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  • Harold Holt

    Under the law at the time of Mr Holt's disappearance, an inquest could not be held because there was no body found, but the ruling changed and in 2005 the Victorian coroner found Mr Holt had drowned and his death was accidental.

    But the most powerful man in the country does not go missing in the middle of the Cold War without a mountain of conspiracy theories, ranging from suicide to abduction by a Chinese submarine.

    Ten years ago, the National Archives released some of the best letters written to authorities in the aftermath of Mr Holt's disappearance.

    There was a letter from an American lawyer, apparently written the day after his disappearance, speculating there was a better than 50 per cent chance his death "resulted from expert sabotage, probably foreign".

    They might have used "some delayed-effect drug, which he might have got in refreshments on his way to the beach," the letter writer said.

    "This would be revealed by expert autopsy, unless it's one of the new disappearing ones."

    Others suggested the prime minister was still alive, believing he faked his own death to run off with an alleged mistress.

    Or, in true Cold War fashion, had been abducted by Chinese communists.

    "I think that Mr Holt was kidnapped and taken away by submarines, and is being brainwashed for political information," one letter read.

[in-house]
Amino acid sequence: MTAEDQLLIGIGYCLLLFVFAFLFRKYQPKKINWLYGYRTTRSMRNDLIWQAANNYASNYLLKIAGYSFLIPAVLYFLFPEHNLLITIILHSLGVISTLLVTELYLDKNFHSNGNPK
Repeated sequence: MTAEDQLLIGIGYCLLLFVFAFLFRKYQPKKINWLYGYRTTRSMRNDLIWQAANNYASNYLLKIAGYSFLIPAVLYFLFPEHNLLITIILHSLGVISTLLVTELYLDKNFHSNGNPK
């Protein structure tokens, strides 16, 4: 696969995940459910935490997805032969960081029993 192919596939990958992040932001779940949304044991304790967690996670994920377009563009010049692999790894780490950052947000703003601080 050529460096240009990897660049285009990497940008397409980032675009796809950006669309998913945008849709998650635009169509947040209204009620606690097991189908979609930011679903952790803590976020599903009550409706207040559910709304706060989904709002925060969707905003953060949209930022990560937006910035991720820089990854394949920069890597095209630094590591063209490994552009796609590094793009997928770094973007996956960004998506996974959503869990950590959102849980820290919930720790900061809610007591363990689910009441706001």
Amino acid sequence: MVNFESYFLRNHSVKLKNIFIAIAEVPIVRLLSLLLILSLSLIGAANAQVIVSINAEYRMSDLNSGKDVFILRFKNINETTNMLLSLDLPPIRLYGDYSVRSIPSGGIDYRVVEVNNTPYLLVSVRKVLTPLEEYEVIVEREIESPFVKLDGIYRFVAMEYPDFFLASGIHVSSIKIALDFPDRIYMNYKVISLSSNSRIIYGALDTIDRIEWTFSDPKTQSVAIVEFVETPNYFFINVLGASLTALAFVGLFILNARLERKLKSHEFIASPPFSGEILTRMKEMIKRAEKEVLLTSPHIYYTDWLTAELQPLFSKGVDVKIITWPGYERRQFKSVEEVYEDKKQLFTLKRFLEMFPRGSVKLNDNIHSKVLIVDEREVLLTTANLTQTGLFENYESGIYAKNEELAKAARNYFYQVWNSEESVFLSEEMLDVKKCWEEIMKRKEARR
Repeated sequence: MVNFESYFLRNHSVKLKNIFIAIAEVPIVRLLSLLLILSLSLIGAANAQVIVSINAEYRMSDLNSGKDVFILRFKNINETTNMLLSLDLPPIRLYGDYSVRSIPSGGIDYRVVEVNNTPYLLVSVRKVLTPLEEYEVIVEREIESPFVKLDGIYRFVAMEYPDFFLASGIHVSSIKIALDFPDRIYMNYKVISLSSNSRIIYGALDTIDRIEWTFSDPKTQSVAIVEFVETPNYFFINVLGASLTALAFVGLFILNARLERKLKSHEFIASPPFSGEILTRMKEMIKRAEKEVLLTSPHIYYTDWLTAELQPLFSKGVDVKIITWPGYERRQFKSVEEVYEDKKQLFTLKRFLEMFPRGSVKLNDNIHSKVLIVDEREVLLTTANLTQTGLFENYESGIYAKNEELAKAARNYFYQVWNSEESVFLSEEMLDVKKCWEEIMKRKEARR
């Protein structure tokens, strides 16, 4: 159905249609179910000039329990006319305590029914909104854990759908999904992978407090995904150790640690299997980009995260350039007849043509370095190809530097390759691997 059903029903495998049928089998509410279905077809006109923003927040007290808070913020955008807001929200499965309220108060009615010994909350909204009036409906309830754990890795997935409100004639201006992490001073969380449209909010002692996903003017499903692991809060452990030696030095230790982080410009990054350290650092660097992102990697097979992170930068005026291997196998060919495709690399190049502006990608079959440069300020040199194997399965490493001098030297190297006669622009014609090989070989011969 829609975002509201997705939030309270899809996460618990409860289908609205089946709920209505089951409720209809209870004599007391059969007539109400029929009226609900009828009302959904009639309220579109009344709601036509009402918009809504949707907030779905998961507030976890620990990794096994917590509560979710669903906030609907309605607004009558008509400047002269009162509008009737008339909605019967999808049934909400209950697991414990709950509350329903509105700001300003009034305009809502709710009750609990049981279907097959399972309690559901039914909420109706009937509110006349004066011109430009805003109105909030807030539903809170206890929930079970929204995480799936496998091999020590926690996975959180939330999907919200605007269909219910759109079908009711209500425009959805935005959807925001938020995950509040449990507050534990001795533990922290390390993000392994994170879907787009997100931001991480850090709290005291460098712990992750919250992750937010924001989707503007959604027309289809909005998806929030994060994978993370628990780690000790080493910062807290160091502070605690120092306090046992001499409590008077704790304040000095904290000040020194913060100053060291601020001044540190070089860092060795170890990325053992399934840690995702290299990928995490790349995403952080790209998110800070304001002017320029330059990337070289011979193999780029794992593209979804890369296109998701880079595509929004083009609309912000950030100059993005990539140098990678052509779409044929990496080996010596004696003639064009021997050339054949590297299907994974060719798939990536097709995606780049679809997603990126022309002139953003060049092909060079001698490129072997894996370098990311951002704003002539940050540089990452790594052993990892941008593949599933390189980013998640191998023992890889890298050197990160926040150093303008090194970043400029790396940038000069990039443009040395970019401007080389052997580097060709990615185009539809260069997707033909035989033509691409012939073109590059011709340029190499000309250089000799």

"Our enemies know that Mr Holt and president [Lyndon B] Johnson were close friends. A word to the wise is enough — and I shall leave the rest to you and our government."

    The Indian mystic's 'vision'

    One of the more bizarre offers of assistance the government received came via the Australian High Commission in new Delhi India, from an Indian "mystic" who claimed to know where Mr Holt's body could be found.

    Apparently it was not the first such offer the High Commissioner had received, but the mystic came with the recommendation of an Indian member of parliament, A.D Mani.

    "Mr Mani recommends a Mr Dadi Balsara, a mystic, who believes that he can find Mr Holt's body," the letter addressed to the Department of External Affairs from a representative of the commissioner wrote.

    "Mr Balsara telephoned the High Commission shortly after Mr Holt's disappearance and told us of his vision and sought our assistance in pursuing his conviction that he could find Mr Holt's body.

  • #2
    I remember reading this last year. If you are going to post stuff like this, be sure to source it! I attached the article you copy/pasted this from.
    Harold Holt made politically courageous reforms as prime minister, but for most Australians he will always be known for his abrupt disappearance on December 17, 1967.

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